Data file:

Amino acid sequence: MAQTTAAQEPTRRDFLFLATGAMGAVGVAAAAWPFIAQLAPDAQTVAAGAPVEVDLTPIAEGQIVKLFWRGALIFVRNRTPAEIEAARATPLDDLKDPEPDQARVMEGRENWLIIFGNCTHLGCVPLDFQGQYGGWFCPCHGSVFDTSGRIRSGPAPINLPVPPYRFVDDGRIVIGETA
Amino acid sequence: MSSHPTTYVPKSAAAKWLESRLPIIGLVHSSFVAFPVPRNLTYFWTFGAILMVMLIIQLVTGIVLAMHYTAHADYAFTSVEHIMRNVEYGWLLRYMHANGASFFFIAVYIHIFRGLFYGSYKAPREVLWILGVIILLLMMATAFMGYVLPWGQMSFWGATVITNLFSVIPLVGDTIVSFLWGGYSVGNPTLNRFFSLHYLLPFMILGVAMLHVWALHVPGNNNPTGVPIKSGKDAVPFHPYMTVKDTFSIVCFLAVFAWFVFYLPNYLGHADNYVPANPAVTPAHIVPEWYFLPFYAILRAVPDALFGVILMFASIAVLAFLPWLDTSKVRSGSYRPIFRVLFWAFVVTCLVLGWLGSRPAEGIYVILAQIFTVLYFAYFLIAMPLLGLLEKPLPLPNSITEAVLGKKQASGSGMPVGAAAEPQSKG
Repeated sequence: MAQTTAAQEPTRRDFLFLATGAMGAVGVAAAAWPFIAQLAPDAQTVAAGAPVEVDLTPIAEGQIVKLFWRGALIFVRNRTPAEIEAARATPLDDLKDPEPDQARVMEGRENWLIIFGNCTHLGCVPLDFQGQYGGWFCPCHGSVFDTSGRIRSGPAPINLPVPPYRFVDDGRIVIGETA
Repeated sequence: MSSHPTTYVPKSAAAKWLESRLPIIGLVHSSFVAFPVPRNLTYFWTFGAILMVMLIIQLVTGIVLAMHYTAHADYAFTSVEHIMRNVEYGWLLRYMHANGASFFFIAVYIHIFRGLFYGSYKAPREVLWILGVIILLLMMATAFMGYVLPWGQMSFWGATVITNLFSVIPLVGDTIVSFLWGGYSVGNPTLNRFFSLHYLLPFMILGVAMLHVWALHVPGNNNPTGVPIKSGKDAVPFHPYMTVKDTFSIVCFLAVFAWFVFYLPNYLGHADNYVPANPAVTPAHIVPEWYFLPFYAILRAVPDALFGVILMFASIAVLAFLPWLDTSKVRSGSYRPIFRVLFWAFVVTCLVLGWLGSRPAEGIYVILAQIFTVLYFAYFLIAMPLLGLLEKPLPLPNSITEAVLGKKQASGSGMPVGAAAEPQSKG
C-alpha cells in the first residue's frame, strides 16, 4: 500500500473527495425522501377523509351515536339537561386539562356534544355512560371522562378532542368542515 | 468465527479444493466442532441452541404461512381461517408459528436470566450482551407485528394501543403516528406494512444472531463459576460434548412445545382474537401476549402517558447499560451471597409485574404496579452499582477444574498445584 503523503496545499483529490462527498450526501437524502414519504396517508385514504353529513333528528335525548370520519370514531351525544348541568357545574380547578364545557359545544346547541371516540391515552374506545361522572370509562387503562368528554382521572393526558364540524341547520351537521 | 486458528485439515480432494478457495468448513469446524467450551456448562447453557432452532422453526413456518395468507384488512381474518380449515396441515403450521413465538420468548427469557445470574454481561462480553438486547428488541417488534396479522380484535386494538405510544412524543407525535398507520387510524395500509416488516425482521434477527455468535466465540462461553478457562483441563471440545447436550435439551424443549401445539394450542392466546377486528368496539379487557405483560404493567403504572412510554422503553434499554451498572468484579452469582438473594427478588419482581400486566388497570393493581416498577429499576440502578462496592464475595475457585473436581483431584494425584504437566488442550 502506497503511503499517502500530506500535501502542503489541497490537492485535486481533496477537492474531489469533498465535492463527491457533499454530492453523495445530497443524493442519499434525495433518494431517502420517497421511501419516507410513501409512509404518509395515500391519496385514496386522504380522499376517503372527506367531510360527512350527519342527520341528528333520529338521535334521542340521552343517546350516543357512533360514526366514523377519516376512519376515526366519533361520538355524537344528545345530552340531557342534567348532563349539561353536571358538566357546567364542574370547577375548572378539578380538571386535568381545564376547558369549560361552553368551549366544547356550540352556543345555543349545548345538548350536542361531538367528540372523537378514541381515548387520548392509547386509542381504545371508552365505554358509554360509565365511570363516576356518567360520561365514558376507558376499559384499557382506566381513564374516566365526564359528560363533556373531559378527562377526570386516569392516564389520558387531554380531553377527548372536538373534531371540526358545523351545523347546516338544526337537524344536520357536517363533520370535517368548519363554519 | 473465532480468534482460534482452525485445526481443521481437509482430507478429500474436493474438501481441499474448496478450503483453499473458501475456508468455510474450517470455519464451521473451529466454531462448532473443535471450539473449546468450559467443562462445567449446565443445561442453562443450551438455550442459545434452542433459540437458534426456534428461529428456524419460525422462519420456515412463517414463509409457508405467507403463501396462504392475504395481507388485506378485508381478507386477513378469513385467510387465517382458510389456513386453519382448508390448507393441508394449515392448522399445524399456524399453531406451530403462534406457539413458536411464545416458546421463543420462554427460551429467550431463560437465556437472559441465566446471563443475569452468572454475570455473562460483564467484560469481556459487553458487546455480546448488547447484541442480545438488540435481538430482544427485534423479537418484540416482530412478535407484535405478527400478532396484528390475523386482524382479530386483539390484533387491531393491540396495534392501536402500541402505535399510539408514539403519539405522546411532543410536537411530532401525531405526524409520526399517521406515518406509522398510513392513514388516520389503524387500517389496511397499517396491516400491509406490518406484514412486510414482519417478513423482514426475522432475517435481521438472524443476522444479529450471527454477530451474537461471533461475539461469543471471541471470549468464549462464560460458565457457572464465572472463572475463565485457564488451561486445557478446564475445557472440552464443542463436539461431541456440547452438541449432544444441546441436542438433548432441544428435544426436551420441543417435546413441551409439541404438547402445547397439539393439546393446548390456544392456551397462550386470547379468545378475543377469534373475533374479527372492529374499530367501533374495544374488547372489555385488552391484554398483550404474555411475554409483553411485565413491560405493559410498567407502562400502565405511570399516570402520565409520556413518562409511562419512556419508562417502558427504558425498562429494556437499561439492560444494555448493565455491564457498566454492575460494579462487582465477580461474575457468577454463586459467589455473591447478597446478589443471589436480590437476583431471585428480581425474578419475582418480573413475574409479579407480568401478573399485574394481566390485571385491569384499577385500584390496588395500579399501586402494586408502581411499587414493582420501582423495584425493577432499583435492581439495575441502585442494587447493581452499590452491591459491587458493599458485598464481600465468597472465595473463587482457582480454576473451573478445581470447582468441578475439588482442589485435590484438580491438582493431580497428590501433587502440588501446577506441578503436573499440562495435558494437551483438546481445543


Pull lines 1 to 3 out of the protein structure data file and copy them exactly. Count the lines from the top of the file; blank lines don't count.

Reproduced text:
Amino acid sequence: MAQTTAAQEPTRRDFLFLATGAMGAVGVAAAAWPFIAQLAPDAQTVAAGAPVEVDLTPIAEGQIVKLFWRGALIFVRNRTPAEIEAARATPLDDLKDPEPDQARVMEGRENWLIIFGNCTHLGCVPLDFQGQYGGWFCPCHGSVFDTSGRIRSGPAPINLPVPPYRFVDDGRIVIGETA
Amino acid sequence: MSSHPTTYVPKSAAAKWLESRLPIIGLVHSSFVAFPVPRNLTYFWTFGAILMVMLIIQLVTGIVLAMHYTAHADYAFTSVEHIMRNVEYGWLLRYMHANGASFFFIAVYIHIFRGLFYGSYKAPREVLWILGVIILLLMMATAFMGYVLPWGQMSFWGATVITNLFSVIPLVGDTIVSFLWGGYSVGNPTLNRFFSLHYLLPFMILGVAMLHVWALHVPGNNNPTGVPIKSGKDAVPFHPYMTVKDTFSIVCFLAVFAWFVFYLPNYLGHADNYVPANPAVTPAHIVPEWYFLPFYAILRAVPDALFGVILMFASIAVLAFLPWLDTSKVRSGSYRPIFRVLFWAFVVTCLVLGWLGSRPAEGIYVILAQIFTVLYFAYFLIAMPLLGLLEKPLPLPNSITEAVLGKKQASGSGMPVGAAAEPQSKG
Repeated sequence: MAQTTAAQEPTRRDFLFLATGAMGAVGVAAAAWPFIAQLAPDAQTVAAGAPVEVDLTPIAEGQIVKLFWRGALIFVRNRTPAEIEAARATPLDDLKDPEPDQARVMEGRENWLIIFGNCTHLGCVPLDFQGQYGGWFCPCHGSVFDTSGRIRSGPAPINLPVPPYRFVDDGRIVIGETA